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Practicing Peace

The word, “Peace”, seems to irritate some Christians. They want to qualify it in “spiritual” terms, not “Hippie” peace and love…Secular terms…How many times have I seen the bumper sticker, “Know Jesus, Know Peace. No Jesus, No Peace”
Peace! I get that, I really do. I’m thankful for a peaceful heart and relationship with my creator and it has grown as I’ve matured in my faith.
But, many church people I know squash talk of peace with a knowing shake of their heads and a quote from a well-known passage in the Old Testament, though out of context:
“Peace, Peace, and there is no Peace”,  in context, it referred to false prophets who soothed Israel in ancient times, telling the Jews that everything would be okay, when it wasn’t.  In other words, Liars.
I understand where they’re coming from when Evangelicals do this. We believe and experience that Christ brings peace to our hearts through His forgiveness and love.
So it’s frustrating and painful to watch people struggle towards peace outside of that transforming faith and love, when we know darn well that nothing short of a “miracle” will bring it. So, Christians/Evangelicals just don’t think it’s “worth the trouble”. Why bother?
Here’s where I disagree.
Jesus said in His sermon on the mountain, “Happy are those who work for peace for God will call them his children”.  I think He was serious about wanting people’s hearts to have a peaceful transformation leading to peace.  If we’re not out there mixing with people who aren’t peaceful, how on earth can this transformation take place?  I guess you could say, I expect God to show up in the midst of the process, in unexpected ways!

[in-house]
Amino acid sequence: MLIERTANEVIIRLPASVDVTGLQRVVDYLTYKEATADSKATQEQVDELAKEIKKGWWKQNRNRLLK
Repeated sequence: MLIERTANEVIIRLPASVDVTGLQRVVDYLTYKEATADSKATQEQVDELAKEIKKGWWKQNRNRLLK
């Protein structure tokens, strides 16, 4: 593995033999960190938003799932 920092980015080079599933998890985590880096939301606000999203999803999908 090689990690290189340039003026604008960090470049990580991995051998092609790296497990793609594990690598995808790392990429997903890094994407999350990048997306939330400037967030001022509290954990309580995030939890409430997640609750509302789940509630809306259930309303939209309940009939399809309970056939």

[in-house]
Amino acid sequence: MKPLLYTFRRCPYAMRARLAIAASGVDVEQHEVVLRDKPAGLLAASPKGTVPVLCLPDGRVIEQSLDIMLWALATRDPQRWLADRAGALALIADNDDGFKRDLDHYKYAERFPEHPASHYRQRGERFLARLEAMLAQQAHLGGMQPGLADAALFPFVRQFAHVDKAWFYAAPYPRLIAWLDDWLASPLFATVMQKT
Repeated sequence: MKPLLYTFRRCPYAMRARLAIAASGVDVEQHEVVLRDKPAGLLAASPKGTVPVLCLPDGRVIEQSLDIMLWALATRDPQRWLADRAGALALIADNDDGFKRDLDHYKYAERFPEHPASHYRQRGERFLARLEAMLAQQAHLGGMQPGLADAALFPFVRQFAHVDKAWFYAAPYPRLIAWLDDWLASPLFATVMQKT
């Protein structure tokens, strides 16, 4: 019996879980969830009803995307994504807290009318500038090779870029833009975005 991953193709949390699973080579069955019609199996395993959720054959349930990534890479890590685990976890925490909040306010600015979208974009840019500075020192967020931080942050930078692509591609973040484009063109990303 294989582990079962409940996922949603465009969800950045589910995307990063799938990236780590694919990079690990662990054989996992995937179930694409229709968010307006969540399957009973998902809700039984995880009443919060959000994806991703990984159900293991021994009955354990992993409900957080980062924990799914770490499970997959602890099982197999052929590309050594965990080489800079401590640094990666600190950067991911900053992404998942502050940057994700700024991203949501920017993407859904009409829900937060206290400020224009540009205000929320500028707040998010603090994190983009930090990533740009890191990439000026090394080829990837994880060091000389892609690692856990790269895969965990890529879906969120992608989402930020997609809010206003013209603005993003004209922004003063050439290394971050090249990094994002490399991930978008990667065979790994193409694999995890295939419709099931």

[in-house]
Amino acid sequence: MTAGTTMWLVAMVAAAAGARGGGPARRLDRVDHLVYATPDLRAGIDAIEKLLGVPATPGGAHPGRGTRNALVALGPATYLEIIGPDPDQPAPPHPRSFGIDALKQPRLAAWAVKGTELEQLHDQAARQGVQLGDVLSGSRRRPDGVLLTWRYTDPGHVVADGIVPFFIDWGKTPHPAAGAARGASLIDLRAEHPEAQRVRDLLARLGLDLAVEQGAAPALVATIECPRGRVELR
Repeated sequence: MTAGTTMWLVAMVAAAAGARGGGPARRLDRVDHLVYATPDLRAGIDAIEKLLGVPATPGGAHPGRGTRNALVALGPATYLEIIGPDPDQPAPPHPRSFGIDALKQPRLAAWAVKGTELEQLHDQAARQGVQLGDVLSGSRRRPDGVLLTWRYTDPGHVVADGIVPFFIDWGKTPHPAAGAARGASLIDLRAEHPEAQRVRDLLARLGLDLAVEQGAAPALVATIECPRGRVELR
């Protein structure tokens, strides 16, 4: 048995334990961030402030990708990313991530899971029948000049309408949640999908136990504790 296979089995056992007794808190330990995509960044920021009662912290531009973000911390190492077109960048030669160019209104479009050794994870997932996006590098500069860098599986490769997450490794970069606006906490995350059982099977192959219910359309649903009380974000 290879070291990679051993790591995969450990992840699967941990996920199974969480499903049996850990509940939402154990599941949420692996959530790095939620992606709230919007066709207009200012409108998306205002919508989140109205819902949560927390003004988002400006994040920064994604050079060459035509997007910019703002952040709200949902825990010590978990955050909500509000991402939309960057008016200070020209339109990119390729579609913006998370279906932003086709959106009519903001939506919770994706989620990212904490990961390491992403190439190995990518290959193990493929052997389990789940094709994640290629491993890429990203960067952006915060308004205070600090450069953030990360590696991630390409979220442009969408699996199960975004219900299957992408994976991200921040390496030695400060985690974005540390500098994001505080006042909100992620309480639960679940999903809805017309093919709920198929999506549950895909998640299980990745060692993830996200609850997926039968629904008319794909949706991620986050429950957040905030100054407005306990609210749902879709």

My experience in Evangelical Churches in the USA where I live and worship is that people often respond negatively to good news coming out of the Arab World. I’m told frankly that it is because of the church’s “Biblical” foundations which they feel excludes the Arab world from…? The Peace Process?
However, there are a growing number of followers of Christ around the world who, despite criticism from devout believers, are working to break down barriers to peace in the Holy Land, hoping to exclude neither Jew, Palestinian, nor Christian from the process.  I like to count myself among that number.

The “Christ at the Check Point” Conference,  http://christatthecheckpoint.com/ , in Bethlehem is one place where all of us come together to learn from Palestinian believers how it is done.

Read this article by Munther Isaac, Academic Dean of Bethlehem Bible College to learn more.